“When the Foundation was doing the promotional videos for all the camps, they had this cameraman going around to take footage for the video. I noticed he was kind of following me around. At first, I didn’t think much of it because obviously his job was to get candid videos of the campers—until I would look over my shoulder and there he was, often. I felt like I was just being used as the token Black kid to show that the camp is diverse. It was really uncomfortable. I wondered if anyone else had noticed—that also made me extremely uncomfortable. I was supposed to be carefree at camp and then I had to deal with this man wanting to follow my every move. I normalized it because stuff like that happens to me all the time at home, going to a PWI [predominantly white institution], and other groups I’m a part of. I’m used to making them look good and feel better about themselves. I can’t really say that I’m surprised it happened at camp, too, but it almost started to burst my camper bubble, a constant reminder that I’m going to have to deal with race issues even at camp.“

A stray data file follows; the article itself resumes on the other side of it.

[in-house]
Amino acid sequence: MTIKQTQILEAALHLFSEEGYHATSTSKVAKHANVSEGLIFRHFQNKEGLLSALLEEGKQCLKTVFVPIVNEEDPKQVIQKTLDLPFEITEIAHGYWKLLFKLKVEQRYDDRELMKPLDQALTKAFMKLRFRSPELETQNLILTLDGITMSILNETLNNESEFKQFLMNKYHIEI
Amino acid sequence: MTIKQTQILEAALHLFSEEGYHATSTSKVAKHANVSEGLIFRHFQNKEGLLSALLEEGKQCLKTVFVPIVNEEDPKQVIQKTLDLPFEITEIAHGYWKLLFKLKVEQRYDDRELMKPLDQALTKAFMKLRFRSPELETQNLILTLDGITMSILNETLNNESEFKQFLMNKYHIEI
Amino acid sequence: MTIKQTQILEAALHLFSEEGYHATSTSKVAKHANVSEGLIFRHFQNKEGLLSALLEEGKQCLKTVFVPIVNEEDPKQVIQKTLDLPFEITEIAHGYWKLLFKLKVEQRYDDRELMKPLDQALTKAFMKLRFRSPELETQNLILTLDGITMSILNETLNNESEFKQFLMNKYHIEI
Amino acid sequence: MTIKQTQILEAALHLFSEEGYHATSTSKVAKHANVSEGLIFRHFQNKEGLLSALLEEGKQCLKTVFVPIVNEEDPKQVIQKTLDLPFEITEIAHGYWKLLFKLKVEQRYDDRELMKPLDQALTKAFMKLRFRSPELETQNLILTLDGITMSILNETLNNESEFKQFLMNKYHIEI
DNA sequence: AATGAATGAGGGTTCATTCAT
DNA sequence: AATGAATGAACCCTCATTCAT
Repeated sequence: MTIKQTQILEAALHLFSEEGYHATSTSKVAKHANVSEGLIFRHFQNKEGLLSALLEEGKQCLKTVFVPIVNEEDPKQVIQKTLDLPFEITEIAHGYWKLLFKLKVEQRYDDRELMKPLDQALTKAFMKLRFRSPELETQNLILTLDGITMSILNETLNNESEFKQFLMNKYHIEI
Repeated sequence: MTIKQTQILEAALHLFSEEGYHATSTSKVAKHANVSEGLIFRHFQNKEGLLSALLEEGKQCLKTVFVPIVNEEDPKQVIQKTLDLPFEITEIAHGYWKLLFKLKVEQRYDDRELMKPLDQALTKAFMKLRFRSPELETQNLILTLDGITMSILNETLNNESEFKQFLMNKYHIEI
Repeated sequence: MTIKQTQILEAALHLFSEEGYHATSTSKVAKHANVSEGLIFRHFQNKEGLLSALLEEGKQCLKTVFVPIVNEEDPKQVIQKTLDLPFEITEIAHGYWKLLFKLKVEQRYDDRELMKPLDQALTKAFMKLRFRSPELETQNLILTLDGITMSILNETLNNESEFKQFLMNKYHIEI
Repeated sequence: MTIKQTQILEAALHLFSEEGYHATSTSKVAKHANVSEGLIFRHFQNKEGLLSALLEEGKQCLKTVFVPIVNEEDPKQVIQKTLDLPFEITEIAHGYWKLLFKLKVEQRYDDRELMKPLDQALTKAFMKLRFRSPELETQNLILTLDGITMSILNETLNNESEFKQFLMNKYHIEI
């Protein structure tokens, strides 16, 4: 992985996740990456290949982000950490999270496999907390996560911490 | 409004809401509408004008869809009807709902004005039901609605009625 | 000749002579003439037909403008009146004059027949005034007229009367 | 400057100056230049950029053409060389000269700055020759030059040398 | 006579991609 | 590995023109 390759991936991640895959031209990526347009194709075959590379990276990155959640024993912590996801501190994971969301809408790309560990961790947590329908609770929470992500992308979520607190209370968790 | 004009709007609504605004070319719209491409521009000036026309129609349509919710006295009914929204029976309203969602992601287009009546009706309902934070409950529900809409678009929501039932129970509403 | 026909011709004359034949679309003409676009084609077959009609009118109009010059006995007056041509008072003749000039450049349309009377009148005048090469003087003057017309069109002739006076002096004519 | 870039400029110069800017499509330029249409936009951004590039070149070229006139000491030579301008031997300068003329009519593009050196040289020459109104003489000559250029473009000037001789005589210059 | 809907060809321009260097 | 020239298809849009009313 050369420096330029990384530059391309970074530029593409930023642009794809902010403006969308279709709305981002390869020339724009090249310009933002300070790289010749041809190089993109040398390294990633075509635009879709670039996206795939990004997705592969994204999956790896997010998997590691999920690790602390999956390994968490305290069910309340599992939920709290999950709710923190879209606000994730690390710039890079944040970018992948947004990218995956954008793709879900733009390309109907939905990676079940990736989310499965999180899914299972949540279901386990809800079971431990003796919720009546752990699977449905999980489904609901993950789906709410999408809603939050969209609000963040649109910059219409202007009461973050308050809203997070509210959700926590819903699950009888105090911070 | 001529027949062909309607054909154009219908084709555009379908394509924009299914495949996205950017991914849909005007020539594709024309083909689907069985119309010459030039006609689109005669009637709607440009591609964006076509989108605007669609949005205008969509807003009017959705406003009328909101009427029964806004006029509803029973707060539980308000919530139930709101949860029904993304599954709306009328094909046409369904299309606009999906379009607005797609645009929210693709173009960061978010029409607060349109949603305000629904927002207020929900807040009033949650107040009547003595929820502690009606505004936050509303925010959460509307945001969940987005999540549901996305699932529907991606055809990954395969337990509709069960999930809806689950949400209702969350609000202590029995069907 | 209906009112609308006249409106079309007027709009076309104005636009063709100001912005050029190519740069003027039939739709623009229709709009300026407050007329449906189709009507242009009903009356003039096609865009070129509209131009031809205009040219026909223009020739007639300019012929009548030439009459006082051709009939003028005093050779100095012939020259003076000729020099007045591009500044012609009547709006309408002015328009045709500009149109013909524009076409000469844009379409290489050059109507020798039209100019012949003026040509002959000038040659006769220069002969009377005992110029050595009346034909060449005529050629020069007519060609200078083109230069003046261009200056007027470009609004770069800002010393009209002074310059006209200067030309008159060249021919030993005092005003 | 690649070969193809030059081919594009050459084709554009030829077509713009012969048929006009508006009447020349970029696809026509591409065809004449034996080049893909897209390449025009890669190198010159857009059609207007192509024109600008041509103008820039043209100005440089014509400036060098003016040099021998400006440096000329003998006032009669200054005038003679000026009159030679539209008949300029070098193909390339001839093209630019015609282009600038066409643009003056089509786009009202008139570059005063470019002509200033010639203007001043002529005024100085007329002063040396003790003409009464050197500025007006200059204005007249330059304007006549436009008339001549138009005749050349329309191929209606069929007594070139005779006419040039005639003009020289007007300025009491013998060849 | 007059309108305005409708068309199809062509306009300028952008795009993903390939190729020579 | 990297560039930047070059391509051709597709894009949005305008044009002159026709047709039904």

—Aloha Camper, 2017

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